* * *

For a 19th century mansion, Down House has a rather cheery atmosphere. The rooms are bright, and signs of that Victorian anathema fun abound—tennis rackets, billiards, and curios. Gwen Raverat, one of Darwin's granddaughters, recalls in her memoir, “to us, everything at Down was perfect. And by us, I mean not only the children but all the uncles and aunts who belonged there. ... Everything there was different. And better.”1

An exception to the cheerfulness is Darwin's study, where duty ruled. The highest portrait on the wall, higher even than his grandfather's, is of that stern Scotsman Charles Lyell, the geologist who eventually browbeat Darwin into publishing his by-then 20-year-old theory, an act Darwin compared with “confessing a murder.”

The most revealing feature, however, is the sick bay partially concealed in the room's darkest corner. There Darwin frequently lay ill, retching and writhing for hours at a time. He later estimated that his mysterious chronic illness, likely a tropical parasite that followed him home from his voyage on the Beagle, had cost him six years of work. That was nothing, however. Disease, one of Nature's chief tools of selection, exacted a far greater price at Down House.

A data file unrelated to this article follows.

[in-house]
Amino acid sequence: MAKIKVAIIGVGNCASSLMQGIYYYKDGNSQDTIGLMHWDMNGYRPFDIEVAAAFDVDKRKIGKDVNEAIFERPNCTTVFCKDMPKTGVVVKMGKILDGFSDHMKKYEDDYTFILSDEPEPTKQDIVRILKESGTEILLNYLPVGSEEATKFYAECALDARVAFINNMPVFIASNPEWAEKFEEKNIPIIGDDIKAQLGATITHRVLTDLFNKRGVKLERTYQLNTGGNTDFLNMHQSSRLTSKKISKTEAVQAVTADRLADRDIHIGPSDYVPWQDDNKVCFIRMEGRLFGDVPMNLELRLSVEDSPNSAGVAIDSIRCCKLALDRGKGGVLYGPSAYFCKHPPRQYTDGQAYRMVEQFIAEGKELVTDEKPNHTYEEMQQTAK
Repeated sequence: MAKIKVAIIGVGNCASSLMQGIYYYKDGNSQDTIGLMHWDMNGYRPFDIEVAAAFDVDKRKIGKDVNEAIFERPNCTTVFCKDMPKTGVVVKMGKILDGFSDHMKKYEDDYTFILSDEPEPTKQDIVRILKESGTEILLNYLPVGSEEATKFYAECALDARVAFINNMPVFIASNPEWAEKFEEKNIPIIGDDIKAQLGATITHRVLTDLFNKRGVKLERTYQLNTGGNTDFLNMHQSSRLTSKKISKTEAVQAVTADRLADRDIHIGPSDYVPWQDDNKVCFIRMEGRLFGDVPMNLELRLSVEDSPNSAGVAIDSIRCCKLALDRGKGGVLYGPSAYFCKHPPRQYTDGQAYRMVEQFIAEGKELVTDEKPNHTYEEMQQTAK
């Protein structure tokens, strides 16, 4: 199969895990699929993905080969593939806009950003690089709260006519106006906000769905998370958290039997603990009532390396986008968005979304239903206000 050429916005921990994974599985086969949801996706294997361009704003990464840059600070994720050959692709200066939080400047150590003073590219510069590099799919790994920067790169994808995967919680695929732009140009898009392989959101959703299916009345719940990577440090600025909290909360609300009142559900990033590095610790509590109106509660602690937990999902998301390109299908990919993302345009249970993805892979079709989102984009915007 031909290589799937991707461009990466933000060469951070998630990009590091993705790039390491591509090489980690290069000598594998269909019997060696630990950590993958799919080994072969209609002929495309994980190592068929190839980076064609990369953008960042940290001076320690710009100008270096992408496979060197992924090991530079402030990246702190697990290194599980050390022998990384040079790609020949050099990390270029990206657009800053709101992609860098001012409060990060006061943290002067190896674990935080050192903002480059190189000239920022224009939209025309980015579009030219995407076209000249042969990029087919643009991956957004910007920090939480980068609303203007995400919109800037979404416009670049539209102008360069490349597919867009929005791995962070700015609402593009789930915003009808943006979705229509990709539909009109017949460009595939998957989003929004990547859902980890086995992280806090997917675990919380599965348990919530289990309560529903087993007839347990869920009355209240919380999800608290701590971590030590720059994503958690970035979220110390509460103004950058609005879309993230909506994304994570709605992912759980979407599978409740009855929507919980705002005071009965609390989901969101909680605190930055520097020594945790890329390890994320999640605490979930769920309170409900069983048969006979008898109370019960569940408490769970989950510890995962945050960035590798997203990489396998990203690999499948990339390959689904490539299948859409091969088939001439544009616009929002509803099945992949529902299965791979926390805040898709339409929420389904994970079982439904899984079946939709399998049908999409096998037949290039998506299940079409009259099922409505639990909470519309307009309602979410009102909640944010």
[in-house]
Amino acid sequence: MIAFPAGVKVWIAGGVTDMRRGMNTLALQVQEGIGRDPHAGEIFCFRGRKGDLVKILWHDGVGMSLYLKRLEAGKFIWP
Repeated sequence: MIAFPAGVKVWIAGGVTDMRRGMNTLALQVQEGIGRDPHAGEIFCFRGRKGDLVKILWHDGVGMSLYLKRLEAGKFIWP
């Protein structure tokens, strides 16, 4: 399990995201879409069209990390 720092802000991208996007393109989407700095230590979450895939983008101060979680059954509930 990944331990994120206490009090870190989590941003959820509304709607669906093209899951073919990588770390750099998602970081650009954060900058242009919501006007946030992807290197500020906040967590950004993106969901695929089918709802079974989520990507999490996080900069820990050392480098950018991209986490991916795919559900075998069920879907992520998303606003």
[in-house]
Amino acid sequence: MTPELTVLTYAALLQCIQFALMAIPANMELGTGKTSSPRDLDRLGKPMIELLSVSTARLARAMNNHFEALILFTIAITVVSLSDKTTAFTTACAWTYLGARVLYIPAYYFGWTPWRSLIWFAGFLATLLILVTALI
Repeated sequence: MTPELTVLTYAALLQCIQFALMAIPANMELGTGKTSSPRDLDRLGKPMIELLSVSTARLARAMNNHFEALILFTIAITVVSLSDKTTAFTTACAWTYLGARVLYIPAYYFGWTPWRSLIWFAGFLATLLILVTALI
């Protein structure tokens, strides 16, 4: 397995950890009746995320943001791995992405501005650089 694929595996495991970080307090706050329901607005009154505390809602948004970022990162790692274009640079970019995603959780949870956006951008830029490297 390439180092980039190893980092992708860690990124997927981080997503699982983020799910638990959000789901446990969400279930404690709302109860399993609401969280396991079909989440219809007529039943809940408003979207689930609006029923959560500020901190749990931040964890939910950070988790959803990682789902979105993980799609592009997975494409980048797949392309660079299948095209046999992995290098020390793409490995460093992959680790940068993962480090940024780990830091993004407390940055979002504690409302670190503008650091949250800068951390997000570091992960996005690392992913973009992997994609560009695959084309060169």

* * *

During their long marriage, Emma Darwin gave birth to ten children. Two died in infancy. That alone might have been heartache enough to drive Charles into the arms of Malthus.2 But then in 1851, still eight years from the publication of Origin of Species, their daughter Annie fell ill and died at the tender age of ten.

It was a shattering blow. The weight of grief crushed in Darwin any remnants of belief in a benevolent natural order. He could no longer bear to accompany Emma to the village church and hear sermons about God's grace.